Monday, July 22, 2024

Researchers develop micro-CHP with a piston engine to boost energy efficiency

Micro-combined heat and power (mCHP) systems are an innovative solution for energy-efficient homes and buildings. These systems generate heat and electricity simultaneously from a single source, such as natural gas, and can significantly reduce energy costs and carbon emissions.

Now, Oak Ridge National Laboratory researchers, in collaboration with Enginuity Power Systems, demonstrated that an mCHP prototype powered by innovative inwardly opposed-piston engine technology could achieve an overall energy efficiency greater than 93%. Designed to replace a backup generator or traditional gas hot water heater, the environmentally friendly mCHP switches between natural gas, hydrogen, or biogas and combines battery storage and solar energy.

Researchers evaluated an mCHP prototype that uses a four-stroke opposed piston (OP4S) engine. The OP4S engine can run on multiple fuels, including renewable gas (biogas), natural gas, and propane, as well as hydrogen, to generate mechanical power and waste heat in the form of hot coolant and exhaust gas simultaneously. The waste heat is recovered and stored in the 52-gal water tank and can be used as a regular hot water supply and for space heating applications.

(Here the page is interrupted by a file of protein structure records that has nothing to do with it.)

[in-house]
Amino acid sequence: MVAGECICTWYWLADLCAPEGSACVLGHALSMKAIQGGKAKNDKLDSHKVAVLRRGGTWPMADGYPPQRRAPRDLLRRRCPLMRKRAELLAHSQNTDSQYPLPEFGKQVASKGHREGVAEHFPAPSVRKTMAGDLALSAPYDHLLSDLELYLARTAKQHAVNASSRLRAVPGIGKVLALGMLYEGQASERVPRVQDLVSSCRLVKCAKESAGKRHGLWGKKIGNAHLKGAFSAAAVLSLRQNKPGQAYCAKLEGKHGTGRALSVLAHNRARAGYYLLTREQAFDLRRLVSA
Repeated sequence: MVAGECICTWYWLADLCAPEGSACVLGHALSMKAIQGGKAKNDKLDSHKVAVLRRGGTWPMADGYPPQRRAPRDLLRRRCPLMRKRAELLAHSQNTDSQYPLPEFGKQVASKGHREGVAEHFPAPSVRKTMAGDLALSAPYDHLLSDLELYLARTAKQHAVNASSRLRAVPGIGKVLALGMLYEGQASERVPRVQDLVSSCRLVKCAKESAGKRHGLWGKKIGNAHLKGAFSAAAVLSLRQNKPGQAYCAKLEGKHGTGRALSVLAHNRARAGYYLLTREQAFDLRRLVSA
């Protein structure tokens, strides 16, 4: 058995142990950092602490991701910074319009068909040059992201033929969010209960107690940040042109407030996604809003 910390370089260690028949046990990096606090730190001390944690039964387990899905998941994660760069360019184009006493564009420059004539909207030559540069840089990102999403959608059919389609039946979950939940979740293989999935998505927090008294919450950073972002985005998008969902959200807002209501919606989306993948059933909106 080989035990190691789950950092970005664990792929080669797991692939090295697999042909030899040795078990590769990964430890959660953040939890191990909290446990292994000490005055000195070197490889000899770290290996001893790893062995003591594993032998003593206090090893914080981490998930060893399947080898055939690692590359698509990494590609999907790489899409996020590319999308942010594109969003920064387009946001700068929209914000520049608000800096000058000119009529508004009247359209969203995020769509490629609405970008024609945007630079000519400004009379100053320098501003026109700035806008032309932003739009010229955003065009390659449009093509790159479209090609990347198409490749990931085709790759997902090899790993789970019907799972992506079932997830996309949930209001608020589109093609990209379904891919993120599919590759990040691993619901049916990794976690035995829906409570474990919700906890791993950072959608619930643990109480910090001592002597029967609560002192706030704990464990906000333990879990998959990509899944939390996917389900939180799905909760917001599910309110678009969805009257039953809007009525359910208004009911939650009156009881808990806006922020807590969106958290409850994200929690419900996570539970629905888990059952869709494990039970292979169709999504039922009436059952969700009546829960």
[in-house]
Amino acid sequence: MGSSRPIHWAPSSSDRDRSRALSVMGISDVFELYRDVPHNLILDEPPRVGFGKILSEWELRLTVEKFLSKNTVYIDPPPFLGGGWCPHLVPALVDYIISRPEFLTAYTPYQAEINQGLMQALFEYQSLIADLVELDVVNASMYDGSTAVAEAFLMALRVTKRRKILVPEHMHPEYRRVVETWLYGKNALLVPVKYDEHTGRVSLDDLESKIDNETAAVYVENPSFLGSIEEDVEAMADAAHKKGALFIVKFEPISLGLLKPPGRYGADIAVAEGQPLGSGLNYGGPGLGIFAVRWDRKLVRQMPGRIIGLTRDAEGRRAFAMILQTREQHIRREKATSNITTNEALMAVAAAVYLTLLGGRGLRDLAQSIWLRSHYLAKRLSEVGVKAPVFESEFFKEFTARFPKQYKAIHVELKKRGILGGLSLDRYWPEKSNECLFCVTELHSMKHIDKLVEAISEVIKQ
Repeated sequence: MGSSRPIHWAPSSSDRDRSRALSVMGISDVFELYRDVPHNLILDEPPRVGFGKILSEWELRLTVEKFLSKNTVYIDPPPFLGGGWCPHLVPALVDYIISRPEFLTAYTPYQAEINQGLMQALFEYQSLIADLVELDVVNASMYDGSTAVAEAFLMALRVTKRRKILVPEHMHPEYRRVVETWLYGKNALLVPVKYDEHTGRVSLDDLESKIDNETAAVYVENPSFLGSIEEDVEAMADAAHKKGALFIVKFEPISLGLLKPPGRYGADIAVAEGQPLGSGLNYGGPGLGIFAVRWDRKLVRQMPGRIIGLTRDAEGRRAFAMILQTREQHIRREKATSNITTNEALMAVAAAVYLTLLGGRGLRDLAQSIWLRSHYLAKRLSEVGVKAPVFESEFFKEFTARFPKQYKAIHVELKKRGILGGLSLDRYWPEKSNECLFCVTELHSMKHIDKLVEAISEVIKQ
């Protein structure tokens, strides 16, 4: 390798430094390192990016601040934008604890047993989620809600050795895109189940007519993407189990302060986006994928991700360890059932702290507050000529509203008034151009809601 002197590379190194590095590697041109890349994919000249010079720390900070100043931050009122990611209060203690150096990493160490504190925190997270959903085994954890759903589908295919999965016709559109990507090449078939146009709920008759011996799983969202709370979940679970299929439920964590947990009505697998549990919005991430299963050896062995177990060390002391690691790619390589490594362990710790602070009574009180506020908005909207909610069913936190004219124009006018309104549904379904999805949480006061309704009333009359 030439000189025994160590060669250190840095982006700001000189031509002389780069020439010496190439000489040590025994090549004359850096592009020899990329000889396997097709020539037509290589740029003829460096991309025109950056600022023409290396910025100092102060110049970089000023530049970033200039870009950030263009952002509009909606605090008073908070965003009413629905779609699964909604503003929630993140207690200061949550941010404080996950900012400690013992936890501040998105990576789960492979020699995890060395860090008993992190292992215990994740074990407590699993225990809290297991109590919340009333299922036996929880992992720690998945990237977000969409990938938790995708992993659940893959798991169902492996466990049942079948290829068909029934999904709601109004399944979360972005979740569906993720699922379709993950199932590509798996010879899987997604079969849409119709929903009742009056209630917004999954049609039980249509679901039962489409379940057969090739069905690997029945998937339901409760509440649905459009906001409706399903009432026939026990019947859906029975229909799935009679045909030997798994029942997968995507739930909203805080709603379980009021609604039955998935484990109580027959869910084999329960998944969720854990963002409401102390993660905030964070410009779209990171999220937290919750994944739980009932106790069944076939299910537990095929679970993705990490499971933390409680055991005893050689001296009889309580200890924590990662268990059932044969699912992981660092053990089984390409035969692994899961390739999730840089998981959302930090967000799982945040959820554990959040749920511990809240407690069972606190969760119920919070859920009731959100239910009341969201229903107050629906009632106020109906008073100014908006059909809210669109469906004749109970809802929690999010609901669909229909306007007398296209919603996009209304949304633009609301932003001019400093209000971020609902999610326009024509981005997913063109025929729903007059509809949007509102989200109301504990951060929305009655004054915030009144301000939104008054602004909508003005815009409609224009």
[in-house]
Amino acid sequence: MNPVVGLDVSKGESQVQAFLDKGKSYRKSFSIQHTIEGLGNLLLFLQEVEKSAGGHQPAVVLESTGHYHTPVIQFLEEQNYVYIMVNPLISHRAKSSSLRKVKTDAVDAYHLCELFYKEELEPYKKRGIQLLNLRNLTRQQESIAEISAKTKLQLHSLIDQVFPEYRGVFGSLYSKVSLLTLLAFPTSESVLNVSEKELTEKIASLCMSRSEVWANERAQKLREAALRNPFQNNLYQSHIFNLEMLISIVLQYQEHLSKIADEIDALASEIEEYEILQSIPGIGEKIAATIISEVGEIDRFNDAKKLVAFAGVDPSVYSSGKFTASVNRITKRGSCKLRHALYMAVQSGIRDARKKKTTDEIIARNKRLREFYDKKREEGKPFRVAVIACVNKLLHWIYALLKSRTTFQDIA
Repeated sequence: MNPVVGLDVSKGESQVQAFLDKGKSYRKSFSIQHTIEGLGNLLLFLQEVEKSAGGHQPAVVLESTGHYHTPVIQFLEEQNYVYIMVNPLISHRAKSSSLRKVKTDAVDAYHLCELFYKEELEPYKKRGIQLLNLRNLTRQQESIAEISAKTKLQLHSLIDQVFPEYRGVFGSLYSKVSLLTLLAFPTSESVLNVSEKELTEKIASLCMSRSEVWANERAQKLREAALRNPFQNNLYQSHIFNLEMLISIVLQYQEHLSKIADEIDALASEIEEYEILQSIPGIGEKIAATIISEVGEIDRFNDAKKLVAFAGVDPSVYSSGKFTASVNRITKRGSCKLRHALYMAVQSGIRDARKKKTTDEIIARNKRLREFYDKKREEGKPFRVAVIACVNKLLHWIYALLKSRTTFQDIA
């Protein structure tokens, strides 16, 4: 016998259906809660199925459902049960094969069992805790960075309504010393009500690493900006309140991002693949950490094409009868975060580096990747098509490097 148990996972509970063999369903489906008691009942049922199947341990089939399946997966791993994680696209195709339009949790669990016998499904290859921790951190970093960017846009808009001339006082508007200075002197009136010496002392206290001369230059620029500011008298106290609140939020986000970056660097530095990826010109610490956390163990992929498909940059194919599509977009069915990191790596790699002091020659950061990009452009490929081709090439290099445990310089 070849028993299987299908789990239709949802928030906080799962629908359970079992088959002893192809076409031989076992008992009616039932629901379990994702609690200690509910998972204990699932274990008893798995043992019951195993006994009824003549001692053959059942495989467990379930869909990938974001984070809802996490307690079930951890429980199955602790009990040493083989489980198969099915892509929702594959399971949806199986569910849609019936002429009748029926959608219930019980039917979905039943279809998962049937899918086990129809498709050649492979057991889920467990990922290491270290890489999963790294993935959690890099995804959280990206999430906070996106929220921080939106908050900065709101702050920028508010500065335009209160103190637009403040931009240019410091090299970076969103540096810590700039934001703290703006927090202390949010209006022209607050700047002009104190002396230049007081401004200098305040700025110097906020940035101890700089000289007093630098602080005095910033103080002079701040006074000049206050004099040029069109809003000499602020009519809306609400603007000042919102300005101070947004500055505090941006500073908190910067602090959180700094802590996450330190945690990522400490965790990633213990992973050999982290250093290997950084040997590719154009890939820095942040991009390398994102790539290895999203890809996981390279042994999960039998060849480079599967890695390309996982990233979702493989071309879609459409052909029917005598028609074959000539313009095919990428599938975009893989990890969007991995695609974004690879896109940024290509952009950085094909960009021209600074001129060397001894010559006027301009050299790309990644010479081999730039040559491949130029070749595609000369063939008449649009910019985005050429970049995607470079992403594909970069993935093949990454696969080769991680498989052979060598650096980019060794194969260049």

It’s environmentally friendly and cost-effective because the heat that would otherwise be wasted is captured and reused to provide thermal energy at a small scale for a building in a single process. This allows for a higher efficiency compared to conventional equipment that serves only one function.

During the demonstration, the mCHP prototype enabled power outputs in the range of 3.2 -7.4 kW with up to 26.4% of AC electricity efficiency and up to 93.1% of the overall mCHP efficiency under stoichiometric combustion modes. Furthermore, the 24-hour operation under the stoichiometric mode did not degrade any performance of the mCHP, indicating the good potential of the prototype’s reliability and durability.

The mCHP was also run under lean combustion mode conditions, which enabled more than a 30% improvement in electrical energy efficiency. The maximum AC efficiency of the lean combustion mode attained was 35.2%, with the engine efficiency approaching 40%.

The mCHP prototype can achieve low-cost, flexible matching of thermal and electrical loads by reducing the complexity of distribution and installation, along with high efficiency and its ability to use a variety of fuels, including biogas and hydrogen. The novel technology is expected to promote mCHP acceptance and accelerate the adoption of mCHP in small residential and commercial buildings for remote and underserved communities.

Journal reference:

  1. Gao, Zhiming; Zoldak, Philip; Mansinger, Jonathan; De maria, Joseph; Mannarino, Tony; Beaudry losique, Jacques; Nawaz, Kashif; Zhang, Mingkan; Abuheiba, Ahmad; Cheekatamarla, Praveen; Edwards, Dean. Development and testing of residential micro-CHP powered by opposed piston engine, 2023; DOI: 10.2172/1963144